Erna Heinen-Steinhoff is related to the Dutch national hero J.C. van Speijk (also spelt van Speyk) through her mother, Mrs Maria Trümmers. Jan Carlus Josephus van Speijk was born in Amsterdam in on 31st January 1802.
The explosion of gunboat No. 2 off Antwerp under the command of Jan van Speijk on 5 February 1831 (Martinus Schouman, 1832)
He served in Dutch East India (now Indonesia) from 1823-1825, where he fought at Bangka and Java. As a lieutenant of the Dutch Royal Navy, he commanded a gunboat which was tasked with blockading the harbour of the city of Antwerp, which at the time was in the hands of Belgian revolutionaries during the Belgian War of Independence.
Jan van Speijk discusses on 5 February 1831 whether the
fuse should be inserted into the powder.
Due to stormy seas, his ship was unable to manoeuvre and drifted towards the port’s quay, where a large crowd was waiting to board the ship. To prevent his ship from falling into the hands of the revolutionaries, van Speijk decided to blow it up in an act of desperation. His last words are thought to have been: “Dan liever de lucht in” - “I’d rather be blown up then”. He was killed by the explosion on his ship on 5 February 1831. 28 of his 31 crewmembers died with him.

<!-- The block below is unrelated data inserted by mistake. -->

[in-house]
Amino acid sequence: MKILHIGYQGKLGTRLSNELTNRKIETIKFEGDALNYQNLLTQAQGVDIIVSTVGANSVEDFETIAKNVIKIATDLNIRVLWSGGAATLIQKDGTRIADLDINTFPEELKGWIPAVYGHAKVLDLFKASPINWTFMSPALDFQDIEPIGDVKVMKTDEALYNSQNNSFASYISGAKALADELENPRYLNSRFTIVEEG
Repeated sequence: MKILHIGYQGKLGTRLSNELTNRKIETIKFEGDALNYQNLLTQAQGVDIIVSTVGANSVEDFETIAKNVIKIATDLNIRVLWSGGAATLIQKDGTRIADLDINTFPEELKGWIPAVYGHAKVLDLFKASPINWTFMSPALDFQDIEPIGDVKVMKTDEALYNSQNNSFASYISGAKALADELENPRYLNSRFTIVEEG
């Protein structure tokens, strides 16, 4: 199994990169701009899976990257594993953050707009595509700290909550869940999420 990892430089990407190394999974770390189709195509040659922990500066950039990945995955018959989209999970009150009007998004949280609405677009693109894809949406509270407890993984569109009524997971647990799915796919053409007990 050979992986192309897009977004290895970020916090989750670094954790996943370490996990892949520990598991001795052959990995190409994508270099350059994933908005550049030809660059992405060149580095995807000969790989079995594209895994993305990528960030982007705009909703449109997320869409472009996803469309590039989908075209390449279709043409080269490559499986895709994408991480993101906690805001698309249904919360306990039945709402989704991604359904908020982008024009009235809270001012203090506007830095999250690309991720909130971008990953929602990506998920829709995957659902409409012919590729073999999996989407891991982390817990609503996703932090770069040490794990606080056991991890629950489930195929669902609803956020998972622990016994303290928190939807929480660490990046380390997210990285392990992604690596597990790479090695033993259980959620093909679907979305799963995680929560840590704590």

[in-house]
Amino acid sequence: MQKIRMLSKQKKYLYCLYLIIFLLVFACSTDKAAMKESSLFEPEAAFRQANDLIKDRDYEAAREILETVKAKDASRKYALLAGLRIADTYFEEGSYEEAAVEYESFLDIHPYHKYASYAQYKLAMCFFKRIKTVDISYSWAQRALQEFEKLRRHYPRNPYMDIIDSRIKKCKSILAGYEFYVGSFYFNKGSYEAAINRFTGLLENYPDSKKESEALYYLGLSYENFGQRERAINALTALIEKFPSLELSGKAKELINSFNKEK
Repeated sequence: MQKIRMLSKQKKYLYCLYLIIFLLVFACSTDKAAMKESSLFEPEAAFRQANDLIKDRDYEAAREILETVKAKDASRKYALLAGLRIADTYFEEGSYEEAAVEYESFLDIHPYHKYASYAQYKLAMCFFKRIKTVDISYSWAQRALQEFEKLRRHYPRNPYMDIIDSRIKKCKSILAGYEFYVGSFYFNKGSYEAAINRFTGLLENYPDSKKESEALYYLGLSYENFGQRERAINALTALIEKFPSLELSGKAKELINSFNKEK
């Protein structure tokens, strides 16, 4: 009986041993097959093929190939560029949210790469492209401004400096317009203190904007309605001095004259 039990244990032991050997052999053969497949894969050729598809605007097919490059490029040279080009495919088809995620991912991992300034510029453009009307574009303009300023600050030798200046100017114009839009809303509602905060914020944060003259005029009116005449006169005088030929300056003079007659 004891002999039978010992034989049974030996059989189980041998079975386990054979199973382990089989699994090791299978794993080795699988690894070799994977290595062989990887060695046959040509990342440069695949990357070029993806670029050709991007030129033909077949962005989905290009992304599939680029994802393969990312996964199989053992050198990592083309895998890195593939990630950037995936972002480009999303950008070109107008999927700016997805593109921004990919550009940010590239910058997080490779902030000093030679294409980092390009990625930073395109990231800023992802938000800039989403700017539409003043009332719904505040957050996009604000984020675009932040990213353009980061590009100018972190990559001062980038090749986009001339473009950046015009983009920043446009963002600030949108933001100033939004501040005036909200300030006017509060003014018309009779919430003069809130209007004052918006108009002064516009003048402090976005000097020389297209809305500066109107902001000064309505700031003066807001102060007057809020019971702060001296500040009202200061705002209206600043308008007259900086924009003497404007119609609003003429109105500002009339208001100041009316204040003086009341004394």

The Netherlands declared an official state of mourning eight days after his death. His remains were then interred in the Nieuwe Kerk, which is the coronation church of the Dutch royal family.
Grab von J. van Speyk
On 11 February 1833, a royal decree was given that there must always be at least one ship in the Dutch navy bearing the name Van Speijk. Since then, 7 ships have borne the name. The lighthouse in Egmond aan Zee was designated as a national memorial to Van Speijk.